By most accounts, Cudahy City Council members — two retired union managers, an insurance salesman, a waitress and a grocer — do not run the city as they were elected to do. Rather, they defer to City Manager Perez, a former janitor who is known to favor revenue traps such as DUI and driver’s license checkpoints over aggressive tactics that make gangs and drug dealers less comfortable.
In 2001, the Los Angeles District Attorney’s Office convened a grand jury to investigate whether Perez violated criminal conflict-of-interest laws. The probe stemmed from his actions as a city councilman, when, after voting for an ordinance that lifted a one-year waiting period between holding political office and appointed office, Perez stepped down from the council and was promptly appointed city manager, the city’s highest-paying job. According to prosecutors’ memos and letters obtained by the L.A. Weekly, the D.A.’s office was forced to drop the investigation after concluding that it “could not prove a criminal violation” of state laws “beyond a reasonable doubt.”
Known as a ruthless political boss, Perez is not running for city council in the upcoming March 6 election, but he is deserving of scrutiny. After all, he calls the shots in Cudahy.
Perez shrugs at allegations of foul play on the campaign trail, or any possibility that his minions could be involved. “I’ve talked with Mendoza,” he says of death threats that knocked the would-be candidate out of the running. “He apologized for talking bad about me.”
Since his revolving-door ascent from the council to city manager in 2000, Perez’s salary has risen by $30,000 — more than most residents make in a year — to $120,000. Meanwhile, the city’s problems remain dire: poverty, density, gangs and drugs. One-third of residents are under 14 — a vulnerable population. Out in front of Cudahy City Hall one November day, 16-year-old Erica summed up Cudahy this way: “It’s small, so everything is close by. But it’s ugly, and there are shootings.”
Victor, a 16-year-old honor student who plays varsity football, runs track and holds down a part-time job, says, “Some streets are too ghetto. There’s lots of violence. My mother has been going to community meetings to ask about this, but it always seems to stay the same.” Victor liked it better where his family used to live: Compton, one of L.A.’s notorious trouble spots. “There should be more police here in Cudahy. Kids don’t play outside. People don’t feel safe.”
With its narrow, deep lots — the result of an agricultural past that is long gone — its glut of rundown apartment buildings and its lack of economic growth, Cudahy offers a good example of how Mexican drug cartels, the prison-based Mexican mafia and gangs like 18th Street are attracted to the Los Angeles–adjacent industrial sprawl populated by poor immigrants.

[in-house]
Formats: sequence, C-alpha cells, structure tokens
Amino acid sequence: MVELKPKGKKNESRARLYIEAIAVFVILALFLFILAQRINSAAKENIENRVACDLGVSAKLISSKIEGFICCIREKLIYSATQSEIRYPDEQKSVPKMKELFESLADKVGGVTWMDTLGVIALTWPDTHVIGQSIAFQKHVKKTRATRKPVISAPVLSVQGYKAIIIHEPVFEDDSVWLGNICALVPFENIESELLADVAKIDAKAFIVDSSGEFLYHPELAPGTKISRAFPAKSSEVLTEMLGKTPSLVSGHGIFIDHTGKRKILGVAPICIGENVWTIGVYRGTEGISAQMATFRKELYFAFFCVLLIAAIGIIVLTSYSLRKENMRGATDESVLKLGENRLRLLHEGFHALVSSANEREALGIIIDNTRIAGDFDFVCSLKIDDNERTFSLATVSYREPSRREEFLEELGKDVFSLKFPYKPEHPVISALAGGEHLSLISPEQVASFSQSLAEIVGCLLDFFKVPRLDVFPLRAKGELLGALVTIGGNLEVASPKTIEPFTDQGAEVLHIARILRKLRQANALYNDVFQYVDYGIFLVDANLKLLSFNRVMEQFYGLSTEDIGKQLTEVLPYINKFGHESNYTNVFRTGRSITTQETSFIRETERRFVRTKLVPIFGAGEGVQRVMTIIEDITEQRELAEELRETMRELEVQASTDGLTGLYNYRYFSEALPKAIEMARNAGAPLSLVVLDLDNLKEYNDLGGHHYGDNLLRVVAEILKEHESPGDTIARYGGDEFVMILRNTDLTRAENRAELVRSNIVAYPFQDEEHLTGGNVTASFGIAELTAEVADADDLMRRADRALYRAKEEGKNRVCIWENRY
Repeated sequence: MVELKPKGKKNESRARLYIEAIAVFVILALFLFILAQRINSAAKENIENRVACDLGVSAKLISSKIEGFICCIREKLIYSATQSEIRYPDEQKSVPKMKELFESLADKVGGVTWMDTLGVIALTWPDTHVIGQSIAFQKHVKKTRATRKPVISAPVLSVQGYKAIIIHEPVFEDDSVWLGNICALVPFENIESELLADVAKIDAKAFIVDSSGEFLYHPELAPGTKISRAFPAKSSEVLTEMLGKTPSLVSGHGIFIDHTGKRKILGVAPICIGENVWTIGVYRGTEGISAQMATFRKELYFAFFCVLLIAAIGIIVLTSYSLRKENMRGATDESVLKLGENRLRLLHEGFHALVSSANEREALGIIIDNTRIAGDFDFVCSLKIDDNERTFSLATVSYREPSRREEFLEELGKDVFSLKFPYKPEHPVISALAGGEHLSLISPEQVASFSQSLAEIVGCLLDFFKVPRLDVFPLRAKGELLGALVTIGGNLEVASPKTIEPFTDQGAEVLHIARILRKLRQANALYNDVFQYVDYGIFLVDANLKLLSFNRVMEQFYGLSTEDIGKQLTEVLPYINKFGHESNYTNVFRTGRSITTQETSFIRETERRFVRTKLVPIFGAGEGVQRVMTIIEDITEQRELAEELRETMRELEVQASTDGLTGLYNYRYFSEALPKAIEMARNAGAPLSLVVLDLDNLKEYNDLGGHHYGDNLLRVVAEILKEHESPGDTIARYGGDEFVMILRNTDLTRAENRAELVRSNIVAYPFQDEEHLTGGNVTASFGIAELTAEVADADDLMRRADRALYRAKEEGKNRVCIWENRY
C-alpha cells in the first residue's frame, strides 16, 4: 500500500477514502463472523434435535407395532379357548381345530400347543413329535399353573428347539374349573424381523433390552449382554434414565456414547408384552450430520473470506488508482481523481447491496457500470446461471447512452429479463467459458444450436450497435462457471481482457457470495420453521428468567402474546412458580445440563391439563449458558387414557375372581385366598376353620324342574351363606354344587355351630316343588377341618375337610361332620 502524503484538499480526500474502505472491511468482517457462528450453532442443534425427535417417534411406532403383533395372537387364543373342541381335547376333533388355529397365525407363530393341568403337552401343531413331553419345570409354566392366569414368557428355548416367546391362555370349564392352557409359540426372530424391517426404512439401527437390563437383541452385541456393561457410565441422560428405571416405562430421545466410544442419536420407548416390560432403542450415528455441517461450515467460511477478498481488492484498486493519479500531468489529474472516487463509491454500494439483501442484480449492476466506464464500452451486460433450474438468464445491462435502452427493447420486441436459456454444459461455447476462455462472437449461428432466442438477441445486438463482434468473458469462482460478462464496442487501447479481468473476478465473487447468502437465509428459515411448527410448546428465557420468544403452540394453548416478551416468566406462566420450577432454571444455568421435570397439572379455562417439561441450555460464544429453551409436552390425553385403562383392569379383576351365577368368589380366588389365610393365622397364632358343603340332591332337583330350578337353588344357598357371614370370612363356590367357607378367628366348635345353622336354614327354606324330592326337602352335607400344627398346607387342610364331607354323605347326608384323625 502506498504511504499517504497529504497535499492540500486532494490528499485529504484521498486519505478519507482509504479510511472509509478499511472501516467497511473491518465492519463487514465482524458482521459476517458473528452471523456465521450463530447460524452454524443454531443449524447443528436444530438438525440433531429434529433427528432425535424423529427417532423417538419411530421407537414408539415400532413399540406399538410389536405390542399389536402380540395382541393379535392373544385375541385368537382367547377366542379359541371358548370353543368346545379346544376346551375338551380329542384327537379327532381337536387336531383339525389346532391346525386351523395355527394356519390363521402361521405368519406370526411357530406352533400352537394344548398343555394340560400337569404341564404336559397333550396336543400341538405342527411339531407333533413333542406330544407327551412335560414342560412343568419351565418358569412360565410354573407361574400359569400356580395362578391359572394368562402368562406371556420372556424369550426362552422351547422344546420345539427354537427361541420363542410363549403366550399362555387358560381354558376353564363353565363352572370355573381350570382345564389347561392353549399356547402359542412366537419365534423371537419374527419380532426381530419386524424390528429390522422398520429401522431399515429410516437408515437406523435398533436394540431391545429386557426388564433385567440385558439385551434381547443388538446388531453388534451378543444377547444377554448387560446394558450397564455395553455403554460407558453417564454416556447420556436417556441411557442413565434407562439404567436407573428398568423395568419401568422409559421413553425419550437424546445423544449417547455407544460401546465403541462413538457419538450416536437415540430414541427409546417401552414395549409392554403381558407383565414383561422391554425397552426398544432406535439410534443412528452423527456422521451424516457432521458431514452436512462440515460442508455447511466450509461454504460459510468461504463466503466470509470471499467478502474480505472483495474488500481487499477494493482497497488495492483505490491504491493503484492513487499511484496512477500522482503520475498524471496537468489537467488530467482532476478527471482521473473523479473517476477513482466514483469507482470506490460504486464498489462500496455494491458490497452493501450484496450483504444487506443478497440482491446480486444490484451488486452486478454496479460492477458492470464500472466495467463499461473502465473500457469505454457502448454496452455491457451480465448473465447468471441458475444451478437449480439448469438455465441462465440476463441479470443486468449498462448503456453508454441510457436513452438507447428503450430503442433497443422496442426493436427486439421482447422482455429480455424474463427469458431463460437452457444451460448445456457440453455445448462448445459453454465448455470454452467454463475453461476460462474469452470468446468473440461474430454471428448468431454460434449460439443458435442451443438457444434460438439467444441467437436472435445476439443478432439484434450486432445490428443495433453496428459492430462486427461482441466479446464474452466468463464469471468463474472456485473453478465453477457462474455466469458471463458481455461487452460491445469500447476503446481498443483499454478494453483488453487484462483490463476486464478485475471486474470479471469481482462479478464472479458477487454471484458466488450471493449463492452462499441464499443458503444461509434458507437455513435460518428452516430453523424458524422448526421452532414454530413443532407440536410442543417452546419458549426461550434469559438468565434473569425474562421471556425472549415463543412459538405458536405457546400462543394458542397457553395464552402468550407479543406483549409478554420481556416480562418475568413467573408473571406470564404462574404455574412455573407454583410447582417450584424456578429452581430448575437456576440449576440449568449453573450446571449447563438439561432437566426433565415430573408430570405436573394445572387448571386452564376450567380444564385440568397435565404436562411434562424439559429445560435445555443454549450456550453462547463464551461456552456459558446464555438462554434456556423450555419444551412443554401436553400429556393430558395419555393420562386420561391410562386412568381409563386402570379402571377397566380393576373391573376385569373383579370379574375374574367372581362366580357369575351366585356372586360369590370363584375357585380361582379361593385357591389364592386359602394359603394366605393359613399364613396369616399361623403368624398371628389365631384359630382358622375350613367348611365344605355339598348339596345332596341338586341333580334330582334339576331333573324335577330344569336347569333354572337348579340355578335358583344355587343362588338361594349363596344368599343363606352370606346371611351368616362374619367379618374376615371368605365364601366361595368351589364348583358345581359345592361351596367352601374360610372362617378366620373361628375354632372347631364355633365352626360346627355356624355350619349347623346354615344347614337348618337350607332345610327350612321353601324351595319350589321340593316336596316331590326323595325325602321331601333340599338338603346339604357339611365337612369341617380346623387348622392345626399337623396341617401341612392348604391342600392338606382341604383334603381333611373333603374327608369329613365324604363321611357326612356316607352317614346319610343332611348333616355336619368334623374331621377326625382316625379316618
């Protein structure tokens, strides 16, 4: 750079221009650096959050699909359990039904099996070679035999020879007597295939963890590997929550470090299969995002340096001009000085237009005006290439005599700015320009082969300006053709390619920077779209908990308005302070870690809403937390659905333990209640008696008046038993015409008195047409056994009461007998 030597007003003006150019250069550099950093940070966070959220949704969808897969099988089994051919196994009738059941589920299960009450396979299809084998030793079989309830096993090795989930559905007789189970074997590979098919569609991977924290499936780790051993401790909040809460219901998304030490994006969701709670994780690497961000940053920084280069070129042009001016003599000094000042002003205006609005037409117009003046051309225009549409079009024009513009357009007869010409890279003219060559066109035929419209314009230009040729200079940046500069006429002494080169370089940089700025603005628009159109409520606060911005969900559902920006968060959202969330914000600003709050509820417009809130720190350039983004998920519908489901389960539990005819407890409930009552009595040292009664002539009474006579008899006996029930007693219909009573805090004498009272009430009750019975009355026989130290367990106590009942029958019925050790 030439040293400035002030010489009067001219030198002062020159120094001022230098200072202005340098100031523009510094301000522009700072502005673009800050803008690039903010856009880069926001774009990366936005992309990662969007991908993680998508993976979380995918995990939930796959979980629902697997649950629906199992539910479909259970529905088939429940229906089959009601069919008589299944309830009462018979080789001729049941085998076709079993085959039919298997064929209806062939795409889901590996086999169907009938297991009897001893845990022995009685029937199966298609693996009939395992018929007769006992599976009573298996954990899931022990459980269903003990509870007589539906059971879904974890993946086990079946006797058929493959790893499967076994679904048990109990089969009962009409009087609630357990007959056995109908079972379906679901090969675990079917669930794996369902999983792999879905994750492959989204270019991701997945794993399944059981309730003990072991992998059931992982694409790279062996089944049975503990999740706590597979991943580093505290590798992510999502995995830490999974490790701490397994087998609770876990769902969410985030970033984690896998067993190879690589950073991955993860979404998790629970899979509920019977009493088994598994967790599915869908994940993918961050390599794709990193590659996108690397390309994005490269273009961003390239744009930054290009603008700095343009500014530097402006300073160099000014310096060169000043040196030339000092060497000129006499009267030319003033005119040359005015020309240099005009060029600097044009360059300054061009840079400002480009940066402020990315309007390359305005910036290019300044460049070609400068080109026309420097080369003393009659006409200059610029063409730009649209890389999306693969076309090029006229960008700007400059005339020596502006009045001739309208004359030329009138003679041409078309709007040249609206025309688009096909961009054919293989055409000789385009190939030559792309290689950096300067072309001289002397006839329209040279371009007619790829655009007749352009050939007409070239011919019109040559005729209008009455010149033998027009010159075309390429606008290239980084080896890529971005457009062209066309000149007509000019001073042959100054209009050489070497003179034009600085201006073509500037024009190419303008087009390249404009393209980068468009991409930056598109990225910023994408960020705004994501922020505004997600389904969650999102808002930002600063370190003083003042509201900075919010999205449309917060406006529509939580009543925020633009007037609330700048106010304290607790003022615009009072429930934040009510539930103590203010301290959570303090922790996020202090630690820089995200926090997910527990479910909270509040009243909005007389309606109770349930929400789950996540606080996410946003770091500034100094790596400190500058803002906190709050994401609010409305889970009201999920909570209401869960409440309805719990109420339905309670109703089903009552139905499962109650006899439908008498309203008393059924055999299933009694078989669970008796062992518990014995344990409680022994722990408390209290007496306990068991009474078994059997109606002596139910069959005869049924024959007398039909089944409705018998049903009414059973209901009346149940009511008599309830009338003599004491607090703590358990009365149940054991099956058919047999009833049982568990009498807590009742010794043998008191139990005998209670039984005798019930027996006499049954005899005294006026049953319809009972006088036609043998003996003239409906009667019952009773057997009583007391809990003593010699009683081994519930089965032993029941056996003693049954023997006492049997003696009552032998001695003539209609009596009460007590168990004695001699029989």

Do these criminal elements influence Cudahy’s leaders, with city officials answering to someone other than the public or the rule of law, in a town policed by another town’s troubled police force? The answer is unknown.
Neither the DEA nor the FBI has ever established a connection between city officials and business fronts in the United States’ $65 billion illegal-drug market. Beyond the street crime, behind the scenes, groups finance border tunnels and run other drug-trafficking gateways that have helped make Southern California the highest-intensity drug-distribution center in the United States.
Who is actually responding to that? Local cities’ law enforcers have their hands full with violent street crime. Local gang- and drug-task-force police officers who talked to the Weekly on condition of anonymity say they are busy with three criminal groups: traffickers, who are not always involved in gangs; the Mexican mafia, which can be involved in either gangs or drug cartels; and gangs such as 18th Street, which specialize in drug transportation, distribution, money laundering and muscle.
Some cops say they lack confidence in the feds to clean house at the civic level, where drug traffickers rely on distribution fronts, money-laundering businesses and tainted law enforcement. “You hear about all kinds of scandalous shit,” says a local veteran detective. “But federal agents don’t have the street knowledge to figure out what’s going on. They rely on us.”